5 Myths Revealed
Myth #1: Everyone loves working out
Obviously false. Arguably one of the best strength and conditioning coaches around, Mike Boyle says it perfect in his list of 25 things about me post, “I don’t really enjoy working out. I do it sparingly so I will not die or embarrass my business.”
How to be on top of your mental game
Did anyone else watch the beach volleyball match between the young Italian women and the seasoned US women? I listened as the announcer babbled on about how the Italian women could be the next Misty May and Kari Walsh. And then, I watched horrified as the 21-year-old Italian broke down in tears after the first match. I seriously had to lift my jaw off the ground because I couldn’t believe she was really crying between matches.
Building strength in the female athlete: Phase 1
High school female athletes are weak. There is just no beating around the bush with that one, but let me rephrase it anyway: high school female athletes are in desperate need of a good strength program. I do evaluation/assessments on athletes all the time and the results are pretty consistent, with slight variations between athletes. Here’s what it looks like:
How to bench properly
It’s Monday at the gym which can only mean one thing: “chest and tris” for 90% of the typical gym goers in America. Nearly every one of the chest and tri doers will start their workout with a variation of the bench press, whether incline or flat, dumbbells or barbell. Now I’ll be the first to admit that I use to split up my workout routines like the rest of society, before I came to the brighter side. Now this post isn’t meant to make fun of people that split up workouts this way, it’s meant to be educational. By the end of this article you should actually know, or at least have a better understanding, of what muscles you really recruit while benching and how to bench properly.
A quick guide to a healthier shoulder
Rarely a week goes by when I don't hear someone complaining about shoulder pain or see someone massaging a sore bicep tendon. I see it all the time in youth baseball/softball players, but also frequently in recreational athletes including volleyball players, surfers, and weight-lifters. It wasn’t until I got a text from a friend last week explaining that his shoulder even bothers him when he plays guitar that I had my eureka moment. Most San Diegans suffer from the curse of underdeveloped external rotators, and overdeveloped internal rotators!
Me: How do you feel Daryl?
Daryl: Like I’ve had a good workout.
That was the scenario that played out every Tuesday/Thursday for the past year as we would work with Daryl, one of our 77-year old clients. Yesterday we experienced a first at 1RM Performance. One of our toughest clients, Daryl Olsen, died yesterday morning at 4am. We started working with Daryl last year as part of the “Biggest Loser” competition at the church we attend. He successfully dropped 10 lbs during the 6-week competition, and then continued to work out with us twice a week. We liked to think of Daryl as my San Diego grandpa. He would bring me newspaper articles in the morning, he took us golfing, he shared stories from his 77 years of living with us, and most of all, he taught us about living. We wanted to share our list of things that we learned from Daryl.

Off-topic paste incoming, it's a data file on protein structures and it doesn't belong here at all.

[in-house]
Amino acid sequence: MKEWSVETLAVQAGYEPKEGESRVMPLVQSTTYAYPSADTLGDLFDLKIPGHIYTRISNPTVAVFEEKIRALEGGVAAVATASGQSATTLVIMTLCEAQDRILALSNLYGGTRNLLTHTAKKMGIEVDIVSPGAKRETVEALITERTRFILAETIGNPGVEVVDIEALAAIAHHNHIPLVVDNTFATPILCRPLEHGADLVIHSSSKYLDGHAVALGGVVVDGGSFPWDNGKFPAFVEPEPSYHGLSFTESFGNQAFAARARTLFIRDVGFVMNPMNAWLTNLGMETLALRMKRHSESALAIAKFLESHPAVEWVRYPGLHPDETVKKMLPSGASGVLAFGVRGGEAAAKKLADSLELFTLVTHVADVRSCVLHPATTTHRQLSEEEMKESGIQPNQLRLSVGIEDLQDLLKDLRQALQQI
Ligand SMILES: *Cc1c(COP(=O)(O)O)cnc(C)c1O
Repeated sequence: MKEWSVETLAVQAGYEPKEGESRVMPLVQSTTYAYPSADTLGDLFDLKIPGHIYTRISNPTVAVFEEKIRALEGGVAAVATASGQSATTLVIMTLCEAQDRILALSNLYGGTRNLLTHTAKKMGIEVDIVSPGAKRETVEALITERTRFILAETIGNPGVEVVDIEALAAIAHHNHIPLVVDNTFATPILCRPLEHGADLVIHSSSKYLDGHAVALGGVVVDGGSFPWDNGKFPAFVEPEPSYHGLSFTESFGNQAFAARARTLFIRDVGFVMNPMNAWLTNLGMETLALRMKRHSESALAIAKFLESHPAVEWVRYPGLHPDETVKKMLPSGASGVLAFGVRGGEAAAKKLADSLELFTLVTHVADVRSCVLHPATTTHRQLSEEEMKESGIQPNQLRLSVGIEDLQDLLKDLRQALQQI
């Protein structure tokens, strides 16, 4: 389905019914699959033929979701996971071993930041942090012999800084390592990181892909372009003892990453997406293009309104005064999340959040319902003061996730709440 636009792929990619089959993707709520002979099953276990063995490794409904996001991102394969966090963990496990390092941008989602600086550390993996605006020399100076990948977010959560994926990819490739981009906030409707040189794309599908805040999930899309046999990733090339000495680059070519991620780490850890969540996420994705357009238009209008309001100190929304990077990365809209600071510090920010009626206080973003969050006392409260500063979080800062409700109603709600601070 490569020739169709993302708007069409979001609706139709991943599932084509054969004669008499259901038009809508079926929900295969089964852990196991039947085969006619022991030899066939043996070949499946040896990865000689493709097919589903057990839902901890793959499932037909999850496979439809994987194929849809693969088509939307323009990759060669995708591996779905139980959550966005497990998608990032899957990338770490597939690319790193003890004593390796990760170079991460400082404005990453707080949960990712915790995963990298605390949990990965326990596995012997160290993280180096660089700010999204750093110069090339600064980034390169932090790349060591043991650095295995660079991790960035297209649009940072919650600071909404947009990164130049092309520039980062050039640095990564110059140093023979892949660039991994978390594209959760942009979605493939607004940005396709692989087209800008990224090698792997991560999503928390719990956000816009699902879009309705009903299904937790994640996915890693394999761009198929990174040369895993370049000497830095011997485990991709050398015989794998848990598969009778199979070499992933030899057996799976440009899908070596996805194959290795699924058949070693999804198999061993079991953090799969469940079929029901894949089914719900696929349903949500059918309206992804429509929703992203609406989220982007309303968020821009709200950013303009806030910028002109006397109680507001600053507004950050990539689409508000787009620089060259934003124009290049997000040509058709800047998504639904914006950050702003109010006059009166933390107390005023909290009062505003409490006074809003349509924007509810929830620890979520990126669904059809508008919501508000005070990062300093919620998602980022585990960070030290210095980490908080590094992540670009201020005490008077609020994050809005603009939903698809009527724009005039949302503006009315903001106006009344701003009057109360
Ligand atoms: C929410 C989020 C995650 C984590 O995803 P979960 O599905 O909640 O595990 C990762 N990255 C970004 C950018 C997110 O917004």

To the misguided parents and coaches:
Why does your athlete need a strength and conditioning coach? Those of you who know me personally know I have a lot of strengths, but I have a lot of weaknesses. Weakness #1 – I am a terrible salesperson. So guess what? I am going to challenge myself and work on that weakness right now. These are the top 7 reasons why you need me and Bobby’s services at 1RM Performance:
As some of you know, I wear 2 hats: the first being Bobby Congalton of 1RM Performance, the loud strength and conditioning coach telling at you to “add more weight”. The second being Robert Congalton, a researcher in the War Fighter Performance Department at the Naval Health Research Center San Diego. One of the perks of holding a position on a military base is having the option to train at the gyms (you could imagine they are pretty sweet).
Interval training for "older athletes"? What's that about? As most of you know, we don’t only train youth athletes at 1RM Performance. I always have to be careful with the wording on this one – but we also train quite a few of what I like to call “older” athletes. If you are over the age of 18, you would fall
into this category. Typically, once you achieve this high-ranking status, your goals shift away from being able to run the bases faster, to being able to run after your kids with out being completely out of breath. And since we love to help people reach their goals, I feel like I have got to contribute to the education out there on the importance of interval training. This article goes out to all of you “older” athletes.
What motivates you?
What is the motivating force behind your work out? Is it to lose weight? Is it to win a bet you have with someone? Is it to be “jacked and tan” like the guys from jersey shore? Is it to be a better athlete? Or is it your way to replace something that you have given up? Here in San Diego, I have begun to notice just how many different reasons people have to work out. Yes, the majority of people’s goals are to be lean and to lose weight - as you can tell by the line of 20 people waiting for the cardio equipment at the local 24 hour fitness. Yes, some just want to have abs, big arms, defined shoulders, and a big chest - as you can tell by the ill use of the squat racks. Then there is the aerobic room full of guys doing traditional ab exercises till they’re lying in a puddle of sweat. I thought I heard it all until I met three guys who, by talking to in passing, shared personal motivation I will never forget. All three of the guys use to be an addict of some type. No, not an exercise or food addict, but a drug addict, alcoholic or both.